Most bugs have creepy sounding names, but the thought of “earwig” seems especially bad. And personally invasive—as though the name itself is a threat.
Luckily, it’s basically an empty threat.
Yes, the name does literally mean “ear creature,” but they don’t typically crawl into human ears. Phew!
What do earwigs look like?
Although their name (thankfully) isn’t accurate, earwigs can still seem pretty scary. A close-up picture is definitely a hair-raising sight.
Adult earwig bodies are generally around three quarters of an inch long- about the length of your thumbnail. Interestingly, they’re also equipped with wings they barely use. Instead flying around freely, they idly freeload rides on anything in motion—from your car to your shoe.
Do earwigs bite?
Did you see the pinchers? Shiver!
Those pinchers, or cerci as they’re called, nab prey and fend off predators. Earwigs can bite humans, but they usually save the cerci to guard against fellow insects.
Actually, because the cerci are so small, bites to humans normally won’t even penetrate the skin. Even better, earwigs have no venom—meaning bites cause no lasting irritation. Because earwigs live in the ground, however, they may still carry allergens or germs that can cause reactions or infections such as salmonella or E. coli. If you feel a bite, it’s always a good idea to thoroughly clean it!
Where do earwigs hide in my yard?
Like most insects, earwigs are nocturnal. And similarly to bacteria and mold, they prefer to feed in dark, cool, moist places (cringe). Definitely limit the moisture around your yard and particularly around your home’s entry points.
Staying true to characteristic laziness, earwigs unsurprisingly feast on ground level plants and fruits. Keeping your yard clear of plants like ivy, leaves, and excess soft fruit should help control earwig activity.
If that doesn’t work, consider setting a trap.
Fill a low can with a bit of oil and bacon grease. Leave the can outside to immobilize earwigs in the oil. Hilariously, it works better if you bury the can–rim flush with the ground. Earwigs don’t like exerting extra effort to scale the outside of the can.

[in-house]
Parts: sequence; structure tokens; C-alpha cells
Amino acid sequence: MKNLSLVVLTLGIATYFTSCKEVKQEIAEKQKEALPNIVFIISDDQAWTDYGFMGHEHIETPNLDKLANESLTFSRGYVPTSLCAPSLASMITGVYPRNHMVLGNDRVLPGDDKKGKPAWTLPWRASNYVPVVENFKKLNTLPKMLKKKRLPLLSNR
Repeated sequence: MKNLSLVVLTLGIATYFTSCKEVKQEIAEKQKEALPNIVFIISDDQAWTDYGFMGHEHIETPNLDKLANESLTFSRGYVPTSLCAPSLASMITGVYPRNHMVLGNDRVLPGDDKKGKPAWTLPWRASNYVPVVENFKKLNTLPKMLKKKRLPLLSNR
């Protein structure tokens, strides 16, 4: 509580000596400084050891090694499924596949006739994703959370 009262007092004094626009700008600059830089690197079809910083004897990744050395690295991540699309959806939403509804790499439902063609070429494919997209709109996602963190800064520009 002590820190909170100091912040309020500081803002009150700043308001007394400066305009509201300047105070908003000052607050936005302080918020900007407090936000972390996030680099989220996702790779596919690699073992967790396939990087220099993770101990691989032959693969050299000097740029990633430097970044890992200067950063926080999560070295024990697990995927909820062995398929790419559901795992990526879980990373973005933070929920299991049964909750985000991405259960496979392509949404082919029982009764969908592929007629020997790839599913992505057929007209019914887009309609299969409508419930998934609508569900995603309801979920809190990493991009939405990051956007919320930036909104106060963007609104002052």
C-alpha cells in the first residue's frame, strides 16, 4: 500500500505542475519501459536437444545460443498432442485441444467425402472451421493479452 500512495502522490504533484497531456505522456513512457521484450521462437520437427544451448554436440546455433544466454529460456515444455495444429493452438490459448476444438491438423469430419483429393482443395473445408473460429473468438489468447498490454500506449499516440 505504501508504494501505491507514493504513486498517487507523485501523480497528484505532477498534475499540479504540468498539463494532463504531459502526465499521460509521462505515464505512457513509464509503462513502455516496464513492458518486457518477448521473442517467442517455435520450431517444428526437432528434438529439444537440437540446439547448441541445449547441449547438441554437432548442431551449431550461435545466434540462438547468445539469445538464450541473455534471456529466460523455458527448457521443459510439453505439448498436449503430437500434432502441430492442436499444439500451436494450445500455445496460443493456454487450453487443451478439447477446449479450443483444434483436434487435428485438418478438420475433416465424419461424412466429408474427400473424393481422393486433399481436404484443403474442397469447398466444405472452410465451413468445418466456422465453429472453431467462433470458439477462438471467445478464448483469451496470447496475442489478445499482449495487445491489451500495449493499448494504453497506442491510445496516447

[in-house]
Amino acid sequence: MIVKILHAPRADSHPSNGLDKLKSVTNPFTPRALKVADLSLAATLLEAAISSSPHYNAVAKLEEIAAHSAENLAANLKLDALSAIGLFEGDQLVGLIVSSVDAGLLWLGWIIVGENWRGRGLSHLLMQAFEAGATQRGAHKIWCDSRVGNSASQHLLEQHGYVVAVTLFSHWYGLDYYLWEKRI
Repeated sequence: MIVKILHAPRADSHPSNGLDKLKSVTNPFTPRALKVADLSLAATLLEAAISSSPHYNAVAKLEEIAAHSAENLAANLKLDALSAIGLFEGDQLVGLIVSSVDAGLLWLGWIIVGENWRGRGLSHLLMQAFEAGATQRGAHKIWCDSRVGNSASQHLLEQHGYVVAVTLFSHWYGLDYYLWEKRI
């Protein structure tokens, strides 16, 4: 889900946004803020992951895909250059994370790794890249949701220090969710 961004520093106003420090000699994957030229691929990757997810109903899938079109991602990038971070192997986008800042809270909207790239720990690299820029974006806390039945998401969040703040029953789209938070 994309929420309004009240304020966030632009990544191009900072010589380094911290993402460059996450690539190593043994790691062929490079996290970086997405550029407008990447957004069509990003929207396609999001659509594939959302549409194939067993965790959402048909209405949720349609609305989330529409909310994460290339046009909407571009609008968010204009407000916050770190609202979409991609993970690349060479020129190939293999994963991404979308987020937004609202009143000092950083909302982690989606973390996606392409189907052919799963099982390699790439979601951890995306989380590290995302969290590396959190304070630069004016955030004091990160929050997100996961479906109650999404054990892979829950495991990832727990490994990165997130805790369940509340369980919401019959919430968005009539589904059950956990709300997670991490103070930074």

Yeah, earwigs are that lazy.
Can earwigs damage my home?
Damage to vegetation and possible infection are minute compared to an indoor earwig infestation. Hopefully, previous efforts did the trick and they stay far from the borders of your house.
Once these mini-monsters freeload their way inside your home, they can spread everywhere. The summer months can bring an even worse plague, as warm weather quickly drives earwigs and their newly hatched young into your home. Your bedding, furniture, and walls are perfect vacation spots for the critters.
Their favorite place, however, will be your pantry.
Earwigs commonly eat garbage, which means they also walk all over it. When earwigs wiggle their way into your food, they bring with them all the germs and filth left on their bodies. If earwigs get into your food, the activity escalates from disgusting disrupt to straight-up thievery. You certainly don’t deserve this level of disrespect from some lowly insect.
How do I get rid of earwigs?
Even under a full-blown earwig siege, the pests can be defeated. The goal, as always, is to regain control of your home.
Here’s where we come in.
We examine your property and determine the best custom treatment plan for you and your home. Depending on the season, it may take a couple services. But, armed with expertise and the right products, we’ll get the job done!
If you’re concerned about an earwig issue, give us a call.
Sources: http://ipm.ucanr.edu/PMG/PESTNOTES/pn74102.htmlhttp://ento.psu.edu/extension/factsheets/earwigshttps://www.si.edu/spotlight/buginfo/diseases http://ucanr.edu/sites/mgslo/newsletters/Earwig_Control28058.htm